Roberts man suspected of 10th OWI
A loud music complaint led to a Roberts man's 10th drunken driving-related arrest — and his second since February.
Shawn A. Harstad, 47, was charged Monday, March 13, with OWI-ninth offense. He was charged with the identical crime on Feb. 6. The most recent charge still reflects his ninth charge since there has not been a conviction in the February case.
Harstad made his initial appearance on the most recent charge Monday in St. Croix County Circuit Court, where Judge Scott Needham set cash bail at $7,500.
According to a criminal complaint:
Roberts police were called March 13 to Harstad's 207 W. Graham St. home, after a caller reported someone there had been continuously playing loud music inside the house and from his vehicle. The suspect had also been revving his engine for about an hour; a complainant reported the loud sound woke a child up from a nap.
After taking the complainant's report, a Roberts officer spotted a red truck speeding and driving erratically. The vehicle then stopped in traffic, backed up and nearly struck another vehicle as it made its way into Harstad's driveway.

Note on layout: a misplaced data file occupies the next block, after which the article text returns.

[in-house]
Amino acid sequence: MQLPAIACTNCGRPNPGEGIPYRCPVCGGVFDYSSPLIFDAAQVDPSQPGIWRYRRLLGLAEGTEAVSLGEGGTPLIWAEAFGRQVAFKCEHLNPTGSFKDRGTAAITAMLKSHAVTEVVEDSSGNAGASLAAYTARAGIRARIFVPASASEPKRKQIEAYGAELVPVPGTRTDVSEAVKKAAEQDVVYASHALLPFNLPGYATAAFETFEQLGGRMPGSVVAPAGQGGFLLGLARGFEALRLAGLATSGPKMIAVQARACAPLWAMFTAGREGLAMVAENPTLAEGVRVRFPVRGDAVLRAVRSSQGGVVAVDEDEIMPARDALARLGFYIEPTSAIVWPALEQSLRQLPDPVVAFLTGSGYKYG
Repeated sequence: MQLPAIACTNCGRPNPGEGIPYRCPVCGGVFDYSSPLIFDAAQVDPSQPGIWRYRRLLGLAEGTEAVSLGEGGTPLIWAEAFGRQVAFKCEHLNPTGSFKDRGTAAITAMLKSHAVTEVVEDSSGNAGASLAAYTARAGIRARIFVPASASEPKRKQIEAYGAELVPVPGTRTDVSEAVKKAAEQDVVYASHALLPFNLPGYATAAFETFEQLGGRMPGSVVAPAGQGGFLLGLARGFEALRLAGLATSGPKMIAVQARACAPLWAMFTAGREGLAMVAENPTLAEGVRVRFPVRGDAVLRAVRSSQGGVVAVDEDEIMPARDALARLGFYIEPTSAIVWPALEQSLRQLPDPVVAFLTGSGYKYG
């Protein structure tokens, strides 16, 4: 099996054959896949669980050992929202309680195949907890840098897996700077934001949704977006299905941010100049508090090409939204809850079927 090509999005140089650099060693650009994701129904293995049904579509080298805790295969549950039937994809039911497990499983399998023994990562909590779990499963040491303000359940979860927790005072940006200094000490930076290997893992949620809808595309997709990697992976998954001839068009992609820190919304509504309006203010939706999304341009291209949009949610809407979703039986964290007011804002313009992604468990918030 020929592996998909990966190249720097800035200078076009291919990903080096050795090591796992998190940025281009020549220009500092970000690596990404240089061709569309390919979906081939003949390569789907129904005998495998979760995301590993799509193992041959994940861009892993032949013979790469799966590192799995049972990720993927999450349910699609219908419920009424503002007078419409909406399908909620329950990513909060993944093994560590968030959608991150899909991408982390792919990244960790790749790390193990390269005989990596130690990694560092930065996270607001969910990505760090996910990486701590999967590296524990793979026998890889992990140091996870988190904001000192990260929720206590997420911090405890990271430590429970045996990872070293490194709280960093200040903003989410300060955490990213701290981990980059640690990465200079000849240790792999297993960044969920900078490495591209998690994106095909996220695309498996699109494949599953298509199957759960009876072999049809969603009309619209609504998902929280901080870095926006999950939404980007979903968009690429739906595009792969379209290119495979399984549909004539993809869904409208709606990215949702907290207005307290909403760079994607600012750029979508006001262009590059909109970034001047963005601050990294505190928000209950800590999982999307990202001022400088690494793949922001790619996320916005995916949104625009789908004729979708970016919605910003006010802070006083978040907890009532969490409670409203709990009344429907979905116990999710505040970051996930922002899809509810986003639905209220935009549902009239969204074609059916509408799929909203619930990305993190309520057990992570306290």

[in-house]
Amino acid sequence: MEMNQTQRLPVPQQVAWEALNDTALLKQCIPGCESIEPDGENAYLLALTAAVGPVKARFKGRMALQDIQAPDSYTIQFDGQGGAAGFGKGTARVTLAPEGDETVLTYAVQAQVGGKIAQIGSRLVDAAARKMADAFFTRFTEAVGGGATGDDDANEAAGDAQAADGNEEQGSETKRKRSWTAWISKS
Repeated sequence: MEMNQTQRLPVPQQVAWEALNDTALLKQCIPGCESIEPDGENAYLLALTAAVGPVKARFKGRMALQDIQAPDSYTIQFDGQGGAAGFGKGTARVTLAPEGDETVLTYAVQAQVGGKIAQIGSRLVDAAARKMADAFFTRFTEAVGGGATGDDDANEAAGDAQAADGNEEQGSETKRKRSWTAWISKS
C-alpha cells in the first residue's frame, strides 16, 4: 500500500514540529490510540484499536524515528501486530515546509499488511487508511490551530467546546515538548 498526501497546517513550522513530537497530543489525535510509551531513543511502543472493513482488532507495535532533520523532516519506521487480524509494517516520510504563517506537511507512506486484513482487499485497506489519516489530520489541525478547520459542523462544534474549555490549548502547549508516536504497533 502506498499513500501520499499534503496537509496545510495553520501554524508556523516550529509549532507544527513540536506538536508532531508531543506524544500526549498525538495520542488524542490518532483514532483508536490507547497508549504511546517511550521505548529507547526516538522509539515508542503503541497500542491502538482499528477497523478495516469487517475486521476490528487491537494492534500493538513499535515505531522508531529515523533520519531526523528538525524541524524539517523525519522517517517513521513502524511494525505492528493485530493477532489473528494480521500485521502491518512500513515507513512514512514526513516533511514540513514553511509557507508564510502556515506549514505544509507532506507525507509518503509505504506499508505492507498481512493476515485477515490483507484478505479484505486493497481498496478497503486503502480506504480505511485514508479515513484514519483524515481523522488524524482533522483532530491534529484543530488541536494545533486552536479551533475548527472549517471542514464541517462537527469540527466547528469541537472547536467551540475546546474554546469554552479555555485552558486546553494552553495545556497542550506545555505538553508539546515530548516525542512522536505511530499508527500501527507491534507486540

The officer pulled into the driveway and watched the driver, later identified as Harstad, get out of his truck and walk to the house.
Harstad talked briefly with the officer and denied the driving behavior the officer said he witnessed. He then ran into the house and slammed the door as the officer pursued.
The officer went back to his squad and watched Harstad walk out of the house. The officer ran Harstad down and hauled him back to the squad, where he noticed the suspect smelled of alcoholic beverages; Harstad said he'd consumed two beers.
The officer took Harstad to the Roberts police station to conduct field sobriety tests; the officer noted the surface at the arrest site was too steep and snowy to conduct the tests.
Harstad performed the tests while screaming profanities at the officer. The tests suggested Harstad was drunk, so the officer administered a breath test that revealed a 0.24 blood-alcohol content — about three times over Wisconsin's legal driving limit.
A list of driving offenses included in the complaint indicates Harstad was first convicted of drunken driving in 1989; his most recent conviction was from 2001. If convicted, Harstad could face up to 12 years in prison.
He returns to court March 20 for a preliminary hearing.